Dimensions:
    Height: 1 ft. 0 in. - 3 ft. 0 in.
    Width: 0 ft. 2 in. - 0 ft. 4 in.
  • Whole Plant Traits:
    Plant Type:
    Edible
    Weed
    Habit/Form:
    Clumping
    Erect
    Growth Rate:
    Rapid
    Maintenance:
    High
  • Cultural Conditions:
    Light:
    Full sun (6 or more hours of direct sunlight a day)
    Partial Shade (Direct sunlight only part of the day, 2-6 hours)
    Soil Texture:
    Clay
    Loam (Silt)
    Sand
    Soil Drainage:
    Good Drainage
    Moist
    Occasionally Dry
    Available Space To Plant:
    Less than 12 inches
    NC Region:
    Coastal
    Mountains
    Piedmont
  • Fruit:
    Display/Harvest Time:
    Spring
    Summer
    Fruit Type:
    Capsule
    Fruit Description:
    3-celled capsule
  • Flowers:
    Flower Color:
    Purple/Lavender
    White
    Flower Inflorescence:
    Umbel
    Flower Value To Gardener:
    Edible
    Fragrant
    Flower Bloom Time:
    Spring
    Flower Shape:
    Star
    Flower Petals:
    6 petals/rays
    Tepals
    Flower Size:
    < 1 inch
    Flower Description:
    A 2 in.-3 in. inflorescence is covered by a sack-like membrane that is rounded at the bottom and pointed at the top. This membrane splits open to release the bulbets and/or flowers. An umbel of flowers or a combination of bulbets and flowers or even no flowers are produced. Flowers are 1/4 inch and white to purplish with 6 tepals.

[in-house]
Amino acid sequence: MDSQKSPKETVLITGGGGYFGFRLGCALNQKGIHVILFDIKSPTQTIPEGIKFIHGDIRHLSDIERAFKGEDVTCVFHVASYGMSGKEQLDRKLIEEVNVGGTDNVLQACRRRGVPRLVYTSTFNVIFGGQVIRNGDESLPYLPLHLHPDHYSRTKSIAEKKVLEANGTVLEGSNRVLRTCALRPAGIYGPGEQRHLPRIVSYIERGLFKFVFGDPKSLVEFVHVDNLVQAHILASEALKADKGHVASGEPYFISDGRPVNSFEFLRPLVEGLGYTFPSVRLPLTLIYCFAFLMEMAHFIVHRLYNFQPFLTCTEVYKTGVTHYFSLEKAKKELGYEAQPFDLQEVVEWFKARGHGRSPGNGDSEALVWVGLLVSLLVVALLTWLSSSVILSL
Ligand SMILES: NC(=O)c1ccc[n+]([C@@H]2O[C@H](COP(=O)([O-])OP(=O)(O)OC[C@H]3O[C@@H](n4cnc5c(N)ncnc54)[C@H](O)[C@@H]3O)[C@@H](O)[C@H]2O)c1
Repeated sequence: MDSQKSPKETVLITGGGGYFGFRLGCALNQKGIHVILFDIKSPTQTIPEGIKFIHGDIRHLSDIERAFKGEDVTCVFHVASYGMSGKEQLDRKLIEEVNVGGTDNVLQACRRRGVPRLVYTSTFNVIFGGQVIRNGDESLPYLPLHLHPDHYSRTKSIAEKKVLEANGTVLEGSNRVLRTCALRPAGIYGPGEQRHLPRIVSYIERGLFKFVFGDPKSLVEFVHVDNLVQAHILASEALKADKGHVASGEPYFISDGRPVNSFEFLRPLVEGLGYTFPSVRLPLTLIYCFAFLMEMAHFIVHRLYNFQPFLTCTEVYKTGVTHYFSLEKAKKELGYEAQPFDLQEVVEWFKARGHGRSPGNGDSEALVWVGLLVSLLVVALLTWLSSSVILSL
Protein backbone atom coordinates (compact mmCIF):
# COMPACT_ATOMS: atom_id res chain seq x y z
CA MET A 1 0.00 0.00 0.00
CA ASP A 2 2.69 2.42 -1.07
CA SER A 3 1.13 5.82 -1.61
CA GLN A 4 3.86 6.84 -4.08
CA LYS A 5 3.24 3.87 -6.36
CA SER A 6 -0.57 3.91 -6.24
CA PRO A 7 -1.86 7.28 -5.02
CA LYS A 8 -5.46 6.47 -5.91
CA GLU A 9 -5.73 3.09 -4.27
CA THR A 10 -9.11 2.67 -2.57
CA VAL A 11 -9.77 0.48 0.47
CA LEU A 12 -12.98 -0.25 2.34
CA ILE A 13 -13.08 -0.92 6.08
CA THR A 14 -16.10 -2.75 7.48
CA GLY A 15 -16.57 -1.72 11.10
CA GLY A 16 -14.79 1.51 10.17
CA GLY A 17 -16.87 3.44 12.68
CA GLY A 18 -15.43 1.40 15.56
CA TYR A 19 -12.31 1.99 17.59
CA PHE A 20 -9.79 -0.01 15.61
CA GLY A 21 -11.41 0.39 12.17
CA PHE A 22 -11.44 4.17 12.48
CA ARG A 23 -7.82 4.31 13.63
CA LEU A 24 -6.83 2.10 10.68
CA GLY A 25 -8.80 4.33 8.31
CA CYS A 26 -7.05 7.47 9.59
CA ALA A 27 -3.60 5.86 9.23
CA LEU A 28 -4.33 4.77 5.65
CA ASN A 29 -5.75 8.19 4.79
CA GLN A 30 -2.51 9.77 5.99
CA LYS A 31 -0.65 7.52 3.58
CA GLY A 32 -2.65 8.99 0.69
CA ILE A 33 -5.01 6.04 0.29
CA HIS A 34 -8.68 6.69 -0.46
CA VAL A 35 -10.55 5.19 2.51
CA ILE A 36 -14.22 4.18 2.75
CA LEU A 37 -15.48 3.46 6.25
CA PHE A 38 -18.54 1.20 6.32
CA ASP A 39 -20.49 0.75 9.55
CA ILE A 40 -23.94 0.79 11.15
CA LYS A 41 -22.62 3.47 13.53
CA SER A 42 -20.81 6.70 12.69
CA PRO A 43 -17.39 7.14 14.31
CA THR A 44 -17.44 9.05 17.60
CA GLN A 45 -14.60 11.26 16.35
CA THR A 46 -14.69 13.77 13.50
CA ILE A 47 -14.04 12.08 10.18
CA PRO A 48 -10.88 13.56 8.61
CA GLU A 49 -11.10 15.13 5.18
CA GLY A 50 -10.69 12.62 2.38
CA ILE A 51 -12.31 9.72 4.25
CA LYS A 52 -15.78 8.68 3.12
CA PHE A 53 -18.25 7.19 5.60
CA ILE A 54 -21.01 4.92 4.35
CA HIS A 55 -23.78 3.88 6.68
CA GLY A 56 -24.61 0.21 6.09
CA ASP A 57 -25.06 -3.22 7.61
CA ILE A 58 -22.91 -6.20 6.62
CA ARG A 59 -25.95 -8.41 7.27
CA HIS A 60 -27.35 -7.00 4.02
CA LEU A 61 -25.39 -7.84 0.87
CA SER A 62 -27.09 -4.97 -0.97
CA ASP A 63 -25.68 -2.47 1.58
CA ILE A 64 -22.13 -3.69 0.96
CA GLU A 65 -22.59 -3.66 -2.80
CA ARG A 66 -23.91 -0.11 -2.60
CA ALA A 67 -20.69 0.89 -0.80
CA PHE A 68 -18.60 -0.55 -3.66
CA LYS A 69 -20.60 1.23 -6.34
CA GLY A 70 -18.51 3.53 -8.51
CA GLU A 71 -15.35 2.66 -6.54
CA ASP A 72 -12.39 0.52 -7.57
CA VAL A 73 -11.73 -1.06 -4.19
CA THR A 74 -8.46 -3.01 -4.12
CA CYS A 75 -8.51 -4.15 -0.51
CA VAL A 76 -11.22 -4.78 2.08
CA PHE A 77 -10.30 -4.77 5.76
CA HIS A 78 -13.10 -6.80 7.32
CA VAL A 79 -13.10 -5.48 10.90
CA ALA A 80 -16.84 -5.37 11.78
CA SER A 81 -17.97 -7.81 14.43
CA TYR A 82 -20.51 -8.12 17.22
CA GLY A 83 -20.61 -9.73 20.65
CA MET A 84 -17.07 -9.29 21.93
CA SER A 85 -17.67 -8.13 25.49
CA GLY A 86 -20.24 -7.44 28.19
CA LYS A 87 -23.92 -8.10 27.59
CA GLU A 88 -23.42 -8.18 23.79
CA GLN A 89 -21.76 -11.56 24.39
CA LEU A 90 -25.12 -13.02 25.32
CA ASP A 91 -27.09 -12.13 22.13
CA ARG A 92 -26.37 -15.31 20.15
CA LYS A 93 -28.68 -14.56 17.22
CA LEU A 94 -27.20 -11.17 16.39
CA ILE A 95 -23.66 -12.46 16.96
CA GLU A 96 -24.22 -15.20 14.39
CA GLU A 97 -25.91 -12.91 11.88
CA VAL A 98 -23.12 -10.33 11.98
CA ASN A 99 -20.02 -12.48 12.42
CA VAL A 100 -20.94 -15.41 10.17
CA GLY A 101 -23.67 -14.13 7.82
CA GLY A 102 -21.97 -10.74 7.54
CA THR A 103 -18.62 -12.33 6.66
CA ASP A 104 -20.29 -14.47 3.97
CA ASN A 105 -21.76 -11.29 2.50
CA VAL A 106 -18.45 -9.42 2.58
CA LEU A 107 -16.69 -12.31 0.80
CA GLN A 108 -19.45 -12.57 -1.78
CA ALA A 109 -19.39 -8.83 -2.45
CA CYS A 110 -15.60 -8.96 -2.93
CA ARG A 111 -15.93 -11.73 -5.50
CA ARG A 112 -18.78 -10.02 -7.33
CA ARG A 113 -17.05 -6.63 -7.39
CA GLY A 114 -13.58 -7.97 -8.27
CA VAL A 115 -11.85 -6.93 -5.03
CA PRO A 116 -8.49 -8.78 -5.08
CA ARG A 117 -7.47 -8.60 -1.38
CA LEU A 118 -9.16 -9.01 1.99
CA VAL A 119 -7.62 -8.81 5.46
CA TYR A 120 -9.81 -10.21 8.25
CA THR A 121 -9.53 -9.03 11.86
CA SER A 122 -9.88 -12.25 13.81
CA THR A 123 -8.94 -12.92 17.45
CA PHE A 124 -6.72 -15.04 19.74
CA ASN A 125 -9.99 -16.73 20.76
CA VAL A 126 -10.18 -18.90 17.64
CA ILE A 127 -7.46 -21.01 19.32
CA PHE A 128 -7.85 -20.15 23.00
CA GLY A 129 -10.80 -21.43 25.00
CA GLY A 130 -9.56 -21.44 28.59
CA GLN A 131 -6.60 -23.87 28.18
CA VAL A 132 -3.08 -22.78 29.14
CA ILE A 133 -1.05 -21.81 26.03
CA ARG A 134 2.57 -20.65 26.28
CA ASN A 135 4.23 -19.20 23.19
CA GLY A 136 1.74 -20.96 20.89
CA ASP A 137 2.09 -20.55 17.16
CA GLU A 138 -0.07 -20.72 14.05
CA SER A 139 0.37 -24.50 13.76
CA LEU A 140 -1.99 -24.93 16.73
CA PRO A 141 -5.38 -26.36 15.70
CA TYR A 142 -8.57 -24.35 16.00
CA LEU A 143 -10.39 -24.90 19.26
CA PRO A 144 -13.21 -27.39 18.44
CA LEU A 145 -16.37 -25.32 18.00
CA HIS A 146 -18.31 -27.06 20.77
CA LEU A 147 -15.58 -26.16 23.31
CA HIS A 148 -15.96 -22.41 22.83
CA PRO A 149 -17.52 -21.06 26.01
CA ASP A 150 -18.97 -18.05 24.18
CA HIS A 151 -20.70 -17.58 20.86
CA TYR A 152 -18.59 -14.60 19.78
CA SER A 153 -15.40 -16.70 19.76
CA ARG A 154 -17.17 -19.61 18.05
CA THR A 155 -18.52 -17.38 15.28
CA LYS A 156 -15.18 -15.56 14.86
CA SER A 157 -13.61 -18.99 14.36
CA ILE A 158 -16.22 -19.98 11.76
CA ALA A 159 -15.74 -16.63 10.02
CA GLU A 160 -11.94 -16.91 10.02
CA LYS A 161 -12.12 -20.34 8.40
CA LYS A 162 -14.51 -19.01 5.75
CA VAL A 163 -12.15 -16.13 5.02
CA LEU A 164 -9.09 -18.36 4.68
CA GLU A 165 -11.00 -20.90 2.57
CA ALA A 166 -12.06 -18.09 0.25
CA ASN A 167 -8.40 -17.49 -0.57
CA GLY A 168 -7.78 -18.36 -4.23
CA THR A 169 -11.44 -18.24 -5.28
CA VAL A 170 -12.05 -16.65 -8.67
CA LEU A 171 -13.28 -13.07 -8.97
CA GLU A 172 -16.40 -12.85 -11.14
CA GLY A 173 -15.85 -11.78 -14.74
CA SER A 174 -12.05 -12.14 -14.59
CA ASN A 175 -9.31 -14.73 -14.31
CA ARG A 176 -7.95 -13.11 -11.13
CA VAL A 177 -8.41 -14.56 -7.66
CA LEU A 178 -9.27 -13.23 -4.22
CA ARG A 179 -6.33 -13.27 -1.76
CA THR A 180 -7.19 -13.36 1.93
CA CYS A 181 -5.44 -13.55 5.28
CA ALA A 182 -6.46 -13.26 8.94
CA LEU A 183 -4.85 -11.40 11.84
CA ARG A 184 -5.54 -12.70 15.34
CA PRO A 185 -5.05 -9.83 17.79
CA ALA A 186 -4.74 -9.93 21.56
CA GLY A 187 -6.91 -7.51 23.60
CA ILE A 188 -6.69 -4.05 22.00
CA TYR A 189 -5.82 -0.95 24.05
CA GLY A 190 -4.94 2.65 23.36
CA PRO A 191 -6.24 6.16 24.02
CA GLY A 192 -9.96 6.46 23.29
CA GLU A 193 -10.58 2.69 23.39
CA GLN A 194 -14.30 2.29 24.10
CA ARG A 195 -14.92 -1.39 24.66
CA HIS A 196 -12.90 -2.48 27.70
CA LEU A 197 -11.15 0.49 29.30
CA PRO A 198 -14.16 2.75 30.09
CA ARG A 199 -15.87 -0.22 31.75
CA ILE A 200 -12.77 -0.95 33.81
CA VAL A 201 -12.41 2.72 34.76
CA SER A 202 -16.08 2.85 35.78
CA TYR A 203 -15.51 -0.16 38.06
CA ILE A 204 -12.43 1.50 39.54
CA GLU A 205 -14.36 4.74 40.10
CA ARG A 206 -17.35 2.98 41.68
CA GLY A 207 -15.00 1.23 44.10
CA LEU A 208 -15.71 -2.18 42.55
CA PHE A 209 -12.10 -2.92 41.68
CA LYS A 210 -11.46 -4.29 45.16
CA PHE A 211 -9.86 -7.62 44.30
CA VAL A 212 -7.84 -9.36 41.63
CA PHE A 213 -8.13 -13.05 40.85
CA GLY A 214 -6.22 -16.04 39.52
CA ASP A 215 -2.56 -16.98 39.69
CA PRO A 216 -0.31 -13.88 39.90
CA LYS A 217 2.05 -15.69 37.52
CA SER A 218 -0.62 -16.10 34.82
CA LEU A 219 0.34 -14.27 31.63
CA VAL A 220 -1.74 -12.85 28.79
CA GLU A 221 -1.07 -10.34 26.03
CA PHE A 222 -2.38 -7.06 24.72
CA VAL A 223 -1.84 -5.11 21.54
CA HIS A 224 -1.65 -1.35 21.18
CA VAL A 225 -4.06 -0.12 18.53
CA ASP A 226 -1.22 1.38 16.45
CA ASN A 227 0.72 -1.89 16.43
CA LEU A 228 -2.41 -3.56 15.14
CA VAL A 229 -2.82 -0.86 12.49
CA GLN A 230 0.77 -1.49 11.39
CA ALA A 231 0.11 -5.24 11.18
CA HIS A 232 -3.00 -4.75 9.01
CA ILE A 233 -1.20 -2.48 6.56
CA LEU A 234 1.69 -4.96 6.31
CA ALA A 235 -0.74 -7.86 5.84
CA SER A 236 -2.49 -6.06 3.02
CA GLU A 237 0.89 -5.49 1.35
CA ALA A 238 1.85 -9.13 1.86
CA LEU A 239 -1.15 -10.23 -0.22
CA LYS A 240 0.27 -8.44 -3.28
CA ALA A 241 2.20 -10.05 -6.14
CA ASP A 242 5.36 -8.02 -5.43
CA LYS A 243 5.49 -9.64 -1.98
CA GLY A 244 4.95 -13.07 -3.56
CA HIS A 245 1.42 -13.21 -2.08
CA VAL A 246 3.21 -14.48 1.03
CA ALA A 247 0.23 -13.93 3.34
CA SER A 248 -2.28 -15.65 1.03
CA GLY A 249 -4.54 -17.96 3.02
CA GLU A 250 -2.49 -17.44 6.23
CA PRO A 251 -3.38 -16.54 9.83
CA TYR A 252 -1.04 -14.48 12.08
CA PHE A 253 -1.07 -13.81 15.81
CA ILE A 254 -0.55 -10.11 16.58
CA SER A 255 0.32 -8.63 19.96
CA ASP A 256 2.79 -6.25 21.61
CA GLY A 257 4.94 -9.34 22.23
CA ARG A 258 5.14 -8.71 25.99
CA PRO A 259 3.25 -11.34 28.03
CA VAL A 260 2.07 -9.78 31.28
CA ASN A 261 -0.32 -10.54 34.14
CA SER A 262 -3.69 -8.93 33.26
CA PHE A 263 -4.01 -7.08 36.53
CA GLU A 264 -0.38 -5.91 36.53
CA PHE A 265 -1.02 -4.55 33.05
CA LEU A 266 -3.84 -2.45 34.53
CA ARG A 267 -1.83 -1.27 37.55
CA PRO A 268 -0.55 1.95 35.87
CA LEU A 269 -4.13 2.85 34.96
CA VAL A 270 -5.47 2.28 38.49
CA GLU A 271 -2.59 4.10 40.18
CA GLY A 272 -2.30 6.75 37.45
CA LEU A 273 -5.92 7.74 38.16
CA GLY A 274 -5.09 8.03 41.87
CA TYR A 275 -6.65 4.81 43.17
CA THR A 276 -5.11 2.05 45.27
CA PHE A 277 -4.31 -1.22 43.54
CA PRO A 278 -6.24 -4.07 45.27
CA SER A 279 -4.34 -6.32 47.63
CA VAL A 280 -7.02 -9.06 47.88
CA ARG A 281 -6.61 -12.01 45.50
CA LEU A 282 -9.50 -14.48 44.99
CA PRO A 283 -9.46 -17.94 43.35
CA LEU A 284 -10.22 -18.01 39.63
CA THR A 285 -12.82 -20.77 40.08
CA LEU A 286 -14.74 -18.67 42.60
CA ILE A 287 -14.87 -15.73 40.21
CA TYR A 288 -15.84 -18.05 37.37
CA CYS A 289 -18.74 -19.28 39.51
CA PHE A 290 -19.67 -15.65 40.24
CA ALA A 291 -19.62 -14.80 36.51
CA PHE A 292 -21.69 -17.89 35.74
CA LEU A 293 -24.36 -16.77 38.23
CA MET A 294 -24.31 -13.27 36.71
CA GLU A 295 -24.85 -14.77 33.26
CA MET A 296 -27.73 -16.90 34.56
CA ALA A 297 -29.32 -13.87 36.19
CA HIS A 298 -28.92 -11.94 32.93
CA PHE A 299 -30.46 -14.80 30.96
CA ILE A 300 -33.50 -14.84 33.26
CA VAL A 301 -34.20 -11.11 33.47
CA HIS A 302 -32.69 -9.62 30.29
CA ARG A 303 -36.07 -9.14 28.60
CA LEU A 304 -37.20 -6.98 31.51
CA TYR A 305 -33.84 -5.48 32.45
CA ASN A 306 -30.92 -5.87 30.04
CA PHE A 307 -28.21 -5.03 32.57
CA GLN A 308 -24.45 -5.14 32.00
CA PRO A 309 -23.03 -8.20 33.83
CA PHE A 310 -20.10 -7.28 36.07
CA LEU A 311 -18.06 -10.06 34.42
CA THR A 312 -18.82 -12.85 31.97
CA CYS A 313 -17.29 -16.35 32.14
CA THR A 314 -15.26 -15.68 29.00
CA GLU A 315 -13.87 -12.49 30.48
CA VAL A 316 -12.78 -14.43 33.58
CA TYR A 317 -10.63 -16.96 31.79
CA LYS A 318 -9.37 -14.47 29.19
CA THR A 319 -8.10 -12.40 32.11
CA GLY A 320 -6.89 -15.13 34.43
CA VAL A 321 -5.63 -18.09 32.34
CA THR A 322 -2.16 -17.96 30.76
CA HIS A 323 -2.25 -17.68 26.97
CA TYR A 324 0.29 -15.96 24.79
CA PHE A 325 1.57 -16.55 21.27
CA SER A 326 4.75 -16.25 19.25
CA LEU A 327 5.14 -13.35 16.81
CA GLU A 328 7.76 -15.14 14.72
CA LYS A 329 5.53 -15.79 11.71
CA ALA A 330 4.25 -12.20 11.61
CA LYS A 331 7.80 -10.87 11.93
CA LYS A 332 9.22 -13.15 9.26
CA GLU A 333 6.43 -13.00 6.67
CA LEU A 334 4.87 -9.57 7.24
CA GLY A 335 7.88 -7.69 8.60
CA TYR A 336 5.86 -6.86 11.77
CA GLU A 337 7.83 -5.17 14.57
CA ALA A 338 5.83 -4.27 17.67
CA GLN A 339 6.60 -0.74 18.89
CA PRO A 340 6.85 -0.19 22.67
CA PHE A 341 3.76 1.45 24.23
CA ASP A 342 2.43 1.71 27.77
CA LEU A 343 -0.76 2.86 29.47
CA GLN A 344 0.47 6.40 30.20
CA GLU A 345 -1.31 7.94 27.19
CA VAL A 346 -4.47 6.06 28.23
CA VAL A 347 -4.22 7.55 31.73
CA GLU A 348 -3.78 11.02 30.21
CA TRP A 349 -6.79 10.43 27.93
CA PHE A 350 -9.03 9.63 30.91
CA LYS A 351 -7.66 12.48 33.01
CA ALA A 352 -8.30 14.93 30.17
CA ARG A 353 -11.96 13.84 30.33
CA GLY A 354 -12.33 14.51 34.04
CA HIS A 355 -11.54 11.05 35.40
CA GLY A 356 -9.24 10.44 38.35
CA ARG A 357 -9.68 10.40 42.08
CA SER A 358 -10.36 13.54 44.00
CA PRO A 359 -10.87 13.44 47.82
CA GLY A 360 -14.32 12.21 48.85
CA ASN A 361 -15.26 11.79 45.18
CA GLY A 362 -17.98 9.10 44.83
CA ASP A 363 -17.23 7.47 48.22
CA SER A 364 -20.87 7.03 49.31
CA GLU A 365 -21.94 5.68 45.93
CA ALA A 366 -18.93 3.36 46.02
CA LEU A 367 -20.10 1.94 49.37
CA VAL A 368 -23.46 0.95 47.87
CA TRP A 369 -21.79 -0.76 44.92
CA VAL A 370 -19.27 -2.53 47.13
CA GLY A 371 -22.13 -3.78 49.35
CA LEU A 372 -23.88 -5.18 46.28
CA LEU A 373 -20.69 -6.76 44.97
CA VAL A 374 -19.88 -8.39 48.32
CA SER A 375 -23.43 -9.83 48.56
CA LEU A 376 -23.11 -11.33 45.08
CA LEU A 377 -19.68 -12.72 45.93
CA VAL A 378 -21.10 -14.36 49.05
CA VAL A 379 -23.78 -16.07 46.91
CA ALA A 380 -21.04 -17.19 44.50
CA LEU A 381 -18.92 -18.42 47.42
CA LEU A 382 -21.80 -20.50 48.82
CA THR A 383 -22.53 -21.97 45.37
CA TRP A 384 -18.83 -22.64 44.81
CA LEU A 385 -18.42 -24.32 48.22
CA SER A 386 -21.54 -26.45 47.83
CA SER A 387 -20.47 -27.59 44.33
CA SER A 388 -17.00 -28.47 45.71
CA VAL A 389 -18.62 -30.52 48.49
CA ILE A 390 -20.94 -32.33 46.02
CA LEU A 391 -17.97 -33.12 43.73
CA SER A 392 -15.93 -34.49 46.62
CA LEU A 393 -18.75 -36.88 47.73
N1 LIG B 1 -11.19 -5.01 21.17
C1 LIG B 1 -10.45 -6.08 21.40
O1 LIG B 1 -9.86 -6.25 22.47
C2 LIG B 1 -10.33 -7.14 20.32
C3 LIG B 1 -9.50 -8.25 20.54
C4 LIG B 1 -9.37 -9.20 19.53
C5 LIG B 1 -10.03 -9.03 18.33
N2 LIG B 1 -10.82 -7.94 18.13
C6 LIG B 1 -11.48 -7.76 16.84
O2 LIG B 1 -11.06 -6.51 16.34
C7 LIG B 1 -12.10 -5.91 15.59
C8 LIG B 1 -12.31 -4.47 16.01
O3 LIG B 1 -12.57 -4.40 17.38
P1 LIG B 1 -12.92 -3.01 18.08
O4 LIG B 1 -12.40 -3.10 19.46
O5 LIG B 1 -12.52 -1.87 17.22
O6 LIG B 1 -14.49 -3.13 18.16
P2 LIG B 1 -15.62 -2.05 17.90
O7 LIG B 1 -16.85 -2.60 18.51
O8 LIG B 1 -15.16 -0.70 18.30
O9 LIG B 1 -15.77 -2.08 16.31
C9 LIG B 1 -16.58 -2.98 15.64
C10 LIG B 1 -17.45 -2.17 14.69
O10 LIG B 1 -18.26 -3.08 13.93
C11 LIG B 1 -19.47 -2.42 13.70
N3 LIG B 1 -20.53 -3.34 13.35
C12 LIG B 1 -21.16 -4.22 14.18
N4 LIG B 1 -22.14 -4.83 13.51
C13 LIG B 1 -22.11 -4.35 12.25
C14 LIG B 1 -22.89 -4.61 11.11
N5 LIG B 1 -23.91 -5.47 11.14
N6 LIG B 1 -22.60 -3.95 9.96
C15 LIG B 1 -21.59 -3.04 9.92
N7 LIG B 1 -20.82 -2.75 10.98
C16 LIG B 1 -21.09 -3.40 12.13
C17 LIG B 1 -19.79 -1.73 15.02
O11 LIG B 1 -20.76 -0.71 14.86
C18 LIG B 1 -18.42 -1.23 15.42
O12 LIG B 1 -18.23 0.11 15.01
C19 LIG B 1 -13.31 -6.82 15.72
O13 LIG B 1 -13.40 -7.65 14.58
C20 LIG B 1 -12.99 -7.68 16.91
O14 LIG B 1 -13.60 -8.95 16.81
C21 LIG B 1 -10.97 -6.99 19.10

• Leaves:
    Leaf Color:
    Gray/Silver
    Green
    Leaf Feel:
    Smooth
    Waxy
    Leaf Value To Gardener:
    Edible
    Fragrant
    Leaf Type:
    Simple
    Leaf Arrangement:
    Rosulate
    Leaf Shape:
    Linear
    Leaf Margin:
    Entire
    Hairs Present:
    No
    Leaf Length:
    > 6 inches
    Leaf Width:
    < 1 inch
    Leaf Description:
    Basal, long, thin, hollow leaves with a circular cross-section. Leaves may be straight or curled. Smells pungently of garlic when crushed. Up to 10 inches long and 3/4 inches wide at the base. Linear and sword-shaped and resemble chives.
  • Stem:
    Stem Color:
    Green
    Stem Is Aromatic:
    No
    Stem Cross Section:
    Round
    Stem Form:
    Straight
    Stem Surface:
    Smooth (glabrous)
    Stem Description:
    Round hairless green scape. The lower stem can have papery remnants of old leaves remain attached. The stem rises high and is naked along its upper half terminating in a cluster of flowers.
  • Landscape:
    Landscape Location:
    Lawn
    Meadow
    Naturalized Area
    Woodland
    Resistance To Challenges:
    Urban Conditions
    Problems:
    Weedy
  • Poisonous to Humans:
    Poison Severity:
    Low
    Poison Symptoms:
    Only harvest plants with the distinct odor of onions. Can cause low toxicity in humans but has the potential to be poisonous to livestock if consumed excessively. Symptoms may include nausea, vomiting, and diarrhea. (Poison parts: All parts; bulbs, bulblets, flowers, and stems)
    Poison Toxic Principle:
    Sulfides
    Causes Contact Dermatitis:
    No
    Poison Part:
    Flowers
    Leaves
    Roots
    Stems